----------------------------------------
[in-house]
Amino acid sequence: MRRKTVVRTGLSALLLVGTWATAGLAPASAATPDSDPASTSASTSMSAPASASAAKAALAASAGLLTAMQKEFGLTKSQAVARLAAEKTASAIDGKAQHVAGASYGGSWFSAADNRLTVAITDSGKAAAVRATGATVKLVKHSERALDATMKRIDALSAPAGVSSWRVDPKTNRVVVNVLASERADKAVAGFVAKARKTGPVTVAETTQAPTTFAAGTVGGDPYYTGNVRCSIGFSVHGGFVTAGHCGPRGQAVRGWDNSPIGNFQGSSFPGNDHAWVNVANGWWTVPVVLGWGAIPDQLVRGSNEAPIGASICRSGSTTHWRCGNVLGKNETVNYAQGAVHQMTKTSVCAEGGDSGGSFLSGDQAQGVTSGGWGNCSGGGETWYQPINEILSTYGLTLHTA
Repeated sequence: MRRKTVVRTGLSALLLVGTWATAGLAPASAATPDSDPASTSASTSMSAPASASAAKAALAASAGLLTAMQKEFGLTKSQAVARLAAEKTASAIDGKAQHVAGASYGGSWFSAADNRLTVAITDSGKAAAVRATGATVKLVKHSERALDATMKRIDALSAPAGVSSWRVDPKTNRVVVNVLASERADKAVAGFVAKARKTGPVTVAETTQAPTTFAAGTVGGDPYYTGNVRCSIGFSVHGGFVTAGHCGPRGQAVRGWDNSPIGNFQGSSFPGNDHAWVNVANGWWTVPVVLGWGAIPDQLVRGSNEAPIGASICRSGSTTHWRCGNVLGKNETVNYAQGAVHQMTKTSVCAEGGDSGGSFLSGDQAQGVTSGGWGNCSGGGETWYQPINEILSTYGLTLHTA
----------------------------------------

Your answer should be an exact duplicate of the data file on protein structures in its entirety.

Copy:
[in-house]
Amino acid sequence: MRRKTVVRTGLSALLLVGTWATAGLAPASAATPDSDPASTSASTSMSAPASASAAKAALAASAGLLTAMQKEFGLTKSQAVARLAAEKTASAIDGKAQHVAGASYGGSWFSAADNRLTVAITDSGKAAAVRATGATVKLVKHSERALDATMKRIDALSAPAGVSSWRVDPKTNRVVVNVLASERADKAVAGFVAKARKTGPVTVAETTQAPTTFAAGTVGGDPYYTGNVRCSIGFSVHGGFVTAGHCGPRGQAVRGWDNSPIGNFQGSSFPGNDHAWVNVANGWWTVPVVLGWGAIPDQLVRGSNEAPIGASICRSGSTTHWRCGNVLGKNETVNYAQGAVHQMTKTSVCAEGGDSGGSFLSGDQAQGVTSGGWGNCSGGGETWYQPINEILSTYGLTLHTA
Repeated sequence: MRRKTVVRTGLSALLLVGTWATAGLAPASAATPDSDPASTSASTSMSAPASASAAKAALAASAGLLTAMQKEFGLTKSQAVARLAAEKTASAIDGKAQHVAGASYGGSWFSAADNRLTVAITDSGKAAAVRATGATVKLVKHSERALDATMKRIDALSAPAGVSSWRVDPKTNRVVVNVLASERADKAVAGFVAKARKTGPVTVAETTQAPTTFAAGTVGGDPYYTGNVRCSIGFSVHGGFVTAGHCGPRGQAVRGWDNSPIGNFQGSSFPGNDHAWVNVANGWWTVPVVLGWGAIPDQLVRGSNEAPIGASICRSGSTTHWRCGNVLGKNETVNYAQGAVHQMTKTSVCAEGGDSGGSFLSGDQAQGVTSGGWGNCSGGGETWYQPINEILSTYGLTLHTA